Other family-based therapies in outpatient rehab consist of:

  • Multidimensional Family Therapy (MDFT): This is a combination of community and family-based treatment for troubled teens that are violent. These sessions connect the teens’ families with schools or the juvenile justice system so that all parties can work together and help the addicted teen through recovery.
  • Family Behavioral Therapy: These therapy sessions are geared toward the improvement of communication skills between a teen and their parents. The objective is to build a health and drug-free home environment where both the teen and parent feel safe. Everyone involved will receive prizes like cash vouchers when they meet their treatment goals.
  • Brief Strategic Family Therapy (BSFT): A teen can expect to attend 12 to 16 therapy sessions that target drug abuse in the family. It may be practiced in outpatient treatment, inpatient, or post-rehab care.

Recovery Support Services For Teens in Treatment

When a teen completes rehab, they’ll find that support groups and resources are just as important as the treatment itself. These programs serve the same purpose as Alcohol Anonymous and Narcotics Anonymous, and they allow the teen a safe place to share their experiences free of judgment. Other programs exist to focus on treating psychological withdrawal symptoms like anxiety. However, it’s important to note that these services should not be used in place of addiction treatment or rehab for a teen.

There are some alternative options for recovery support that include:

  • Peer Recovery Support Services: These are specific community services for teens in recovery, and they connect teens with peer leaders that have immense experience overcoming drug and alcohol addiction.
  • Assertive Continuing Care: Assertive continuing care is a unique approach consisting of doctor-assisted recovery at a teen’s home. ACC builds communication and problem-solving skills to help a recovering teen stay healthy.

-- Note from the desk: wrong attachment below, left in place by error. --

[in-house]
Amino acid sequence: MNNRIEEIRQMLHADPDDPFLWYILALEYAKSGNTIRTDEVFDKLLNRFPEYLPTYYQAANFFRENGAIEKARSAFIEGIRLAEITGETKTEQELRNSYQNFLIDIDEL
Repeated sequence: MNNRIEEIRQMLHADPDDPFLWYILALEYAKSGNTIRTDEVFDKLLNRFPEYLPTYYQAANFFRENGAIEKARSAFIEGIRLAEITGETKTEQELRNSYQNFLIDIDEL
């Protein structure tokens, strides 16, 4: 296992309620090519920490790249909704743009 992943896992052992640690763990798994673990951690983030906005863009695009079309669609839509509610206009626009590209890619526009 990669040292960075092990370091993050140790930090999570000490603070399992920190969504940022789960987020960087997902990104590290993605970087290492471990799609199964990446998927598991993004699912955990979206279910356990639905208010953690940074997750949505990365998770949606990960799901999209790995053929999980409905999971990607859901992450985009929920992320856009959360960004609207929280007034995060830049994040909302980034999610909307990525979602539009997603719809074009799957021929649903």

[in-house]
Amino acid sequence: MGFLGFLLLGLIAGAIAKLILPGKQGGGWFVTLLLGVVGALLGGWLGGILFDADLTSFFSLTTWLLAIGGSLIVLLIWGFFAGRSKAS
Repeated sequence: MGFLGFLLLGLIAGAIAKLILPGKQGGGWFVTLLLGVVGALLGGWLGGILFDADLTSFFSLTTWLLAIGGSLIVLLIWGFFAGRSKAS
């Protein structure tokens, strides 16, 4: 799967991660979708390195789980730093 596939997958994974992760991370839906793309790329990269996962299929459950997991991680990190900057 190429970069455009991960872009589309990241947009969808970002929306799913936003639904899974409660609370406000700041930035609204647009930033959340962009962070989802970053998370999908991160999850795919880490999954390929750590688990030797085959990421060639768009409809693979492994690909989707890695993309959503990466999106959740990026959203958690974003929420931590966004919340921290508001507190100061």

• Recovery High Schools: These are special high schools dedicated to educating teens in recovery. In recovery high schools, the students are surrounded by peers in a controlled environment while focusing on recovery. In some cases, these high schools are used as a supplement to formal addiction treatment.

Inpatient and Outpatient Addiction Treatment

The majority of teens who attend addiction treatment will find themselves in outpatient programs, meaning they’ll stay at home with their families during their treatment and recovery. In most cases, it’s the best option for a teen who can’t miss school or other obligations that may stunt their growth. Inpatient treatment is for severe cases or teens that have a history of relapse.

Family support is essential for a teen’s long-term recovery, and outpatient programs usually include parents and siblings during treatment exercises. It helps to keep the whole family engaged throughout the process and prevent a potential relapse.

Medical detox is necessary for the cessation of various drugs, such as benzodiazepines or alcohol, which can be lethal without medical supervision. Inpatient programs offer 24-hour care to a teen battling with addiction, and doctors are available to treat potentially life-threatening withdrawal symptoms. Therapists will teach teens how to quit using and provide them with a road map forward for continued abstinence.

Only a trained medical professional can determine if inpatient or outpatient treatment is right for your family and teen. Many factors must be considered when making this decision, including the type of drug used, the severity of the addiction, and the teen’s relapse history. No matter your teen’s need, rehab centers can help teens live a healthy and drug-free life.